Actions!

“There can be no learning without action, and no action without learning.”  — Reg Revans

  1. I locked the time in my calendar for the next five newsletters, until December.
  2. I defined the list of books to read and comment for the next five months
  3. I’ve decided to publish these newsletters also on my website as articles to create even more opportunities for conversations (that would be the page you’re reading now. If you want to receive it also on your inbox, just subscribe to my newsletter using the form on the right of this page).
  4. I’ve decided to share more updates on all the things I’m working on, so maybe new collaborations can emerge.

From my bookcase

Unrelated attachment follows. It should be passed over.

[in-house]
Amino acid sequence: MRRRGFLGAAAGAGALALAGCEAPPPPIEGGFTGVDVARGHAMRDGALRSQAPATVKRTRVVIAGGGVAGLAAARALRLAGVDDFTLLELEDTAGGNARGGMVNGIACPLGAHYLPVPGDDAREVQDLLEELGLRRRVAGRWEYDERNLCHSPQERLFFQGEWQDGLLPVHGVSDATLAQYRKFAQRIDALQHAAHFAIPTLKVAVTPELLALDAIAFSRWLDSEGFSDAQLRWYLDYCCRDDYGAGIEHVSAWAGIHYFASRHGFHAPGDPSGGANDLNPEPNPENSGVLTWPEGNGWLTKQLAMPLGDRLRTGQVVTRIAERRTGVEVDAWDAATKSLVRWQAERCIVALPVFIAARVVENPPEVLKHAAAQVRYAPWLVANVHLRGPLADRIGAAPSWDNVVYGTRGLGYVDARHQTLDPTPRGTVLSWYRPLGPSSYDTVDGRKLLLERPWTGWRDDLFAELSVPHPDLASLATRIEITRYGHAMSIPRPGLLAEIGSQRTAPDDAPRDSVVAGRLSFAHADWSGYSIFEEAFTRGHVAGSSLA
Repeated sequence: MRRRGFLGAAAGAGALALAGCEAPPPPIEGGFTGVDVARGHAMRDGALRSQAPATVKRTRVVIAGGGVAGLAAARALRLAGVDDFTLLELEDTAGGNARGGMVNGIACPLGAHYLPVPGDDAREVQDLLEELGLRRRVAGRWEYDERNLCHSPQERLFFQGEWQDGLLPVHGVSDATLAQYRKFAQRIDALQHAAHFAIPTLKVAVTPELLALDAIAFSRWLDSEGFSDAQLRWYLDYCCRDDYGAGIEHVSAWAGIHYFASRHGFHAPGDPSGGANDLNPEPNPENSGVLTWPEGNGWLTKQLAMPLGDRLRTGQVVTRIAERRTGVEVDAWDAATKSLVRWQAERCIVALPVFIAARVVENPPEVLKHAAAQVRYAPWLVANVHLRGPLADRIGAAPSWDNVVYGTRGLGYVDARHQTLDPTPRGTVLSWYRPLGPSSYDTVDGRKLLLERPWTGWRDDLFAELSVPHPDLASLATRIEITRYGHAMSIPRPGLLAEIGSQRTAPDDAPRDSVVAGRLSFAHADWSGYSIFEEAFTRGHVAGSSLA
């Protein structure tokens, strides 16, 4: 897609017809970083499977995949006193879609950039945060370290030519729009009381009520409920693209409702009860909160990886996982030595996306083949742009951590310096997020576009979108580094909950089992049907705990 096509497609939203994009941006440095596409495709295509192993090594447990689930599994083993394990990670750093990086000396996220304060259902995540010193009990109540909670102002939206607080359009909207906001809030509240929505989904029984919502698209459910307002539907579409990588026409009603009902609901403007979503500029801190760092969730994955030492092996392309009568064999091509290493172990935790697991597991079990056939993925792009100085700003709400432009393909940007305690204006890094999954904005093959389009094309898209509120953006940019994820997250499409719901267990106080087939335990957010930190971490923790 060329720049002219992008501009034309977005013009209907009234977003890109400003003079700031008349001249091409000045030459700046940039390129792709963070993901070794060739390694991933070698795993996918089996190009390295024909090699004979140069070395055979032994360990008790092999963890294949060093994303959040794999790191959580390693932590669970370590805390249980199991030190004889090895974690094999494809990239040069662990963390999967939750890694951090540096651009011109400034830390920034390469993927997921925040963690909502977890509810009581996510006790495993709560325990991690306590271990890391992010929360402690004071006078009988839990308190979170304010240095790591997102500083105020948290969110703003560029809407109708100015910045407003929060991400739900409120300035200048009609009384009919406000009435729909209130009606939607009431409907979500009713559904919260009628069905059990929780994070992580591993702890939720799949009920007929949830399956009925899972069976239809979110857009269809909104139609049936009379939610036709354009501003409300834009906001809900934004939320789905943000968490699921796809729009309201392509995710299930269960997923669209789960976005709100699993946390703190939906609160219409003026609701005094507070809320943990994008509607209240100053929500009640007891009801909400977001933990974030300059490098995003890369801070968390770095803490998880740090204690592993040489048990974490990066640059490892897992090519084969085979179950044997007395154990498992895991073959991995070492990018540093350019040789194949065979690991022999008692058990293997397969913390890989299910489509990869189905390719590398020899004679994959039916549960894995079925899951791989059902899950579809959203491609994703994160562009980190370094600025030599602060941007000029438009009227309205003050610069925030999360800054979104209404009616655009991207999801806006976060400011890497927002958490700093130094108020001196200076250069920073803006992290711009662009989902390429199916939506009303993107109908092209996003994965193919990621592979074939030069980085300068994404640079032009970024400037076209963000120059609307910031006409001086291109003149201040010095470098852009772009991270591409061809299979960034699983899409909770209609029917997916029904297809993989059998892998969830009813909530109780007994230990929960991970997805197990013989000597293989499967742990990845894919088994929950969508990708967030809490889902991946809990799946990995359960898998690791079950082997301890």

This month’s suggestion is “Liminal Thinking: Create the Change You Want by Changing the Way You Think” by Dave Gray. This book had a profound impact on my vision on almost everything. It really opened my eyes on the power of the space in-between.

“In order to learn anything truly new, you must empty your cup, so your existing knowledge, theories, assumptions, and preconceptions don’t get in the way.”

 

So, in a few weeks, I’ll have a new monthly edition with more updates and a new reading suggestion. If you want to be sure you won’t miss this article next month (or if you want to check if my actions deliver the expected results), just subscribe to my newsletter.

For now, this is the end of this summer (and first) edition of this post.

Thank you for your patience and for giving me this opportunity to reflect and improve.

And if you want to share with me how you deal with your own failures, comment below. I’d be happy to have a conversation with you and learn!